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Ticks are becoming a bigger problem the more we are learning about Lyme’s disease and how nasty it can be. We are dealing with growing tick populations near human beings. That is not the fault of ticks or the deer that carry them.
We are continually moving into these habitats. Of course, there are steps that you can take to deal with tick populations around your home. You have to know a little about these small arachnids but it’s possible to take your land back from them.
No one likes finding a tick embedded in their skin.
Let’s look at 3 ways that we can deal with ticks in our yard and garden.
One of the most important ways to deal with tick populations near your home is to eliminate the habitats that are enjoyed by ticks.
Things like wood piles and tall grasses make all the difference. If you cut those tall grasses you take away a large swath habitat that brings ticks right into your world.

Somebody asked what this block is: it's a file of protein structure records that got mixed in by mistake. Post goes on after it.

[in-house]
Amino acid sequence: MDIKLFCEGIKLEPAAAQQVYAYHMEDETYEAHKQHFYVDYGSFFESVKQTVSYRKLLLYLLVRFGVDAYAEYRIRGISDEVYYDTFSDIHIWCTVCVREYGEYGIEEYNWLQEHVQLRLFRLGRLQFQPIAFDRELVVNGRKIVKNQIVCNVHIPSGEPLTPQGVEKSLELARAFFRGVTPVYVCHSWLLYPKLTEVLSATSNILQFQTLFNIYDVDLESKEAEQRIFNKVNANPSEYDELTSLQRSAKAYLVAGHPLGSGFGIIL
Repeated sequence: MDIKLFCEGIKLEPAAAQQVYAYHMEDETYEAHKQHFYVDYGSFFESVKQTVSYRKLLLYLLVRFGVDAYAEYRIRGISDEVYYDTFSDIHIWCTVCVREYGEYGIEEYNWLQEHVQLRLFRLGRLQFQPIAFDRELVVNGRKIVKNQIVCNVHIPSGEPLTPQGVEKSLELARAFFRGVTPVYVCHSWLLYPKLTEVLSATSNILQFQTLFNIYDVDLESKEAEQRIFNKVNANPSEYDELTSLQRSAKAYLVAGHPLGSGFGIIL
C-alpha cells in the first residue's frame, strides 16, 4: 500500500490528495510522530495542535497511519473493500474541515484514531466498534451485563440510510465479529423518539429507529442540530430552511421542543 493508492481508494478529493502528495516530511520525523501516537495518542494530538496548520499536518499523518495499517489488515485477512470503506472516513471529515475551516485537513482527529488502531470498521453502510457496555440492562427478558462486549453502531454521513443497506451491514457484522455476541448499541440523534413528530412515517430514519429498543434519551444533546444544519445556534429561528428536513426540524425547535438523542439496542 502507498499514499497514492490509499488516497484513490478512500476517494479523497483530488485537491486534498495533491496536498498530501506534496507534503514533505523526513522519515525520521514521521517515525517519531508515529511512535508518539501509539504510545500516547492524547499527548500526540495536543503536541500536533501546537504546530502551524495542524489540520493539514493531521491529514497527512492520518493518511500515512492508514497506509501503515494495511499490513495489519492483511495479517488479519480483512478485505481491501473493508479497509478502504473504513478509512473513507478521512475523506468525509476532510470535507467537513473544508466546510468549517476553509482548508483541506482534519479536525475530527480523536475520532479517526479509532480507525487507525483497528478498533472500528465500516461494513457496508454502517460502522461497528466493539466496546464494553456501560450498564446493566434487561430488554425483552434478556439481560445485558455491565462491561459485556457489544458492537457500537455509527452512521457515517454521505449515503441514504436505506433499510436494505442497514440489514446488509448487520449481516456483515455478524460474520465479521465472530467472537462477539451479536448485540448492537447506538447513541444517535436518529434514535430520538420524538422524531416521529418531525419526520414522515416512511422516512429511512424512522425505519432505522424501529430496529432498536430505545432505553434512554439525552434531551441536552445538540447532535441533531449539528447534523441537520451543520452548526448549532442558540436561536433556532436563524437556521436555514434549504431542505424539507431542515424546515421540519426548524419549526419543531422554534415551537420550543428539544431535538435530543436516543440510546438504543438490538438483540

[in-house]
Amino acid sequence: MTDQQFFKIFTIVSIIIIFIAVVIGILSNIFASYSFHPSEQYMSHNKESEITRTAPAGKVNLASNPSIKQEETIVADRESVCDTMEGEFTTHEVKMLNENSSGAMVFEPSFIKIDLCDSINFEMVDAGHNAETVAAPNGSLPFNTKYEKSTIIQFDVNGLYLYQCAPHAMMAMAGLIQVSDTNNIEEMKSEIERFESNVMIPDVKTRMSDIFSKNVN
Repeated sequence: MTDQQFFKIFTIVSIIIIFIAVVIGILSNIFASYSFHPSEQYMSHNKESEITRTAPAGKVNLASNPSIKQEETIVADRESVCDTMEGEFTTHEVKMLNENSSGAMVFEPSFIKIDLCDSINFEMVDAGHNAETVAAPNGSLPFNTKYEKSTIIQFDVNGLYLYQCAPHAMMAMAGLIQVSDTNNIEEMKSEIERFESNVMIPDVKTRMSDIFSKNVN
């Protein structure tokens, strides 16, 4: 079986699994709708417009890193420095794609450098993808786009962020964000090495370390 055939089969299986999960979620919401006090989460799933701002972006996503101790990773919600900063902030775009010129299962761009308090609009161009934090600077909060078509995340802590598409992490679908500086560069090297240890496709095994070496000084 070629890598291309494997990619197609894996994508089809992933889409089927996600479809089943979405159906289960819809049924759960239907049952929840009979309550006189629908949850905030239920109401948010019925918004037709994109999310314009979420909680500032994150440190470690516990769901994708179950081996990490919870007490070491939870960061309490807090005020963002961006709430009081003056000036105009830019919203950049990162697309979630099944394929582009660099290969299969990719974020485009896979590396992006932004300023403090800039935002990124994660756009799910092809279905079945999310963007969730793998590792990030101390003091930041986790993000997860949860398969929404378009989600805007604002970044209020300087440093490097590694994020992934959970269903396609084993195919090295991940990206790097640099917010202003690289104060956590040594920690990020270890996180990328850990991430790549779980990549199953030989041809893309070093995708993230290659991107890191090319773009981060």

Not only do you have to be careful about where you go but you also have to be aware of where your dogs go.
If you have dogs that come into your home they could be walking through all sorts of tick-infested areas in your yard.
The dog will bring the ticks directly to you! Treat your dogs as well as eliminate those habitats in your yard.
If you’d like to take a more offensive role against the ticks you could recruit the most elite tick eating force available.
With a good coop and a flock of chickens, you will have a team of tick eating birds that you can unleash on the yard. They also make eggs for you.
Bonus: Root Cellar That Can Be Used as a Bunker
If you can’t afford the box culvert option you can look into is building a backyard root cellar that can be used as a bunker.
If you want to learn how to build a backyard bunker like your grandparents had, without breaking the bank, then check out Easy Cellar.
Easy Cellar will show you:
How to choose the ideal site
Cost-effective building methods
How to protect your bunker from nuclear blast and fallout
How to conceal your bunker
Affordable basic life support options
Easy Cellar will also show you how a veteran, with only $421, built a small nuclear bunker in his backyard.